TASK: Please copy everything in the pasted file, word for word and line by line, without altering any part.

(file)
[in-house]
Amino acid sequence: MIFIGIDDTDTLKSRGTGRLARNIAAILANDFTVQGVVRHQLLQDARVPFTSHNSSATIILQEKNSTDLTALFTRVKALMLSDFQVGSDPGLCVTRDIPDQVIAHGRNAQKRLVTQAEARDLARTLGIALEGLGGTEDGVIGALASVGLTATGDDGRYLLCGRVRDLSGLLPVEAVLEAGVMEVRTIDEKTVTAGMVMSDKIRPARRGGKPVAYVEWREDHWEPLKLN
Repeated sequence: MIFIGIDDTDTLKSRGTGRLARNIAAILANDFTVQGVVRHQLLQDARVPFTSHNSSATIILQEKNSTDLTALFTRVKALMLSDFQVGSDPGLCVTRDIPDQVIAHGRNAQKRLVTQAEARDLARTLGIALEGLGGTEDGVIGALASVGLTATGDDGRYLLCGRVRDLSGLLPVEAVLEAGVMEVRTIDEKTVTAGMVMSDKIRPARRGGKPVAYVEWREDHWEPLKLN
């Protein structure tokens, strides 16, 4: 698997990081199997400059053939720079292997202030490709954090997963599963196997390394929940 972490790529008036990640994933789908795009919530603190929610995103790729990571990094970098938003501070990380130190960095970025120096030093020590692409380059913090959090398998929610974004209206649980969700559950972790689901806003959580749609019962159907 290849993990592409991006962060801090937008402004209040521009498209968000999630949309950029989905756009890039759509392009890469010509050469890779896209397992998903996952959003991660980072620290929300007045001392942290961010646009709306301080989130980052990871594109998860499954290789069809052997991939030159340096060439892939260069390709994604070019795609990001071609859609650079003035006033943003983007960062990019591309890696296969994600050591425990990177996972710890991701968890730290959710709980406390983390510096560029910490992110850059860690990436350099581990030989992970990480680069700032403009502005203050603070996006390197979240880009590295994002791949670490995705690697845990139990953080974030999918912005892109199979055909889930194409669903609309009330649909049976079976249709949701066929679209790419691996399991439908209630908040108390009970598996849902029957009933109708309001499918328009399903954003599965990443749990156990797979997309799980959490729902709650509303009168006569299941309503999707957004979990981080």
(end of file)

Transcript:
[in-house]
Amino acid sequence: MIFIGIDDTDTLKSRGTGRLARNIAAILANDFTVQGVVRHQLLQDARVPFTSHNSSATIILQEKNSTDLTALFTRVKALMLSDFQVGSDPGLCVTRDIPDQVIAHGRNAQKRLVTQAEARDLARTLGIALEGLGGTEDGVIGALASVGLTATGDDGRYLLCGRVRDLSGLLPVEAVLEAGVMEVRTIDEKTVTAGMVMSDKIRPARRGGKPVAYVEWREDHWEPLKLN
Repeated sequence: MIFIGIDDTDTLKSRGTGRLARNIAAILANDFTVQGVVRHQLLQDARVPFTSHNSSATIILQEKNSTDLTALFTRVKALMLSDFQVGSDPGLCVTRDIPDQVIAHGRNAQKRLVTQAEARDLARTLGIALEGLGGTEDGVIGALASVGLTATGDDGRYLLCGRVRDLSGLLPVEAVLEAGVMEVRTIDEKTVTAGMVMSDKIRPARRGGKPVAYVEWREDHWEPLKLN
């Protein structure tokens, strides 16, 4: 698997990081199997400059053939720079292997202030490709954090997963599963196997390394929940 972490790529008036990640994933789908795009919530603190929610995103790729990571990094970098938003501070990380130190960095970025120096030093020590692409380059913090959090398998929610974004209206649980969700559950972790689901806003959580749609019962159907 290849993990592409991006962060801090937008402004209040521009498209968000999630949309950029989905756009890039759509392009890469010509050469890779896209397992998903996952959003991660980072620290929300007045001392942290961010646009709306301080989130980052990871594109998860499954290789069809052997991939030159340096060439892939260069390709994604070019795609990001071609859609650079003035006033943003983007960062990019591309890696296969994600050591425990990177996972710890991701968890730290959710709980406390983390510096560029910490992110850059860690990436350099581990030989992970990480680069700032403009502005203050603070996006390197979240880009590295994002791949670490995705690697845990139990953080974030999918912005892109199979055909889930194409669903609309009330649909049976079976249709949701066929679209790419691996399991439908209630908040108390009970598996849902029957009933109708309001499918328009399903954003599965990443749990156990797979997309799980959490729902709650509303009168006569299941309503999707957004979990981080």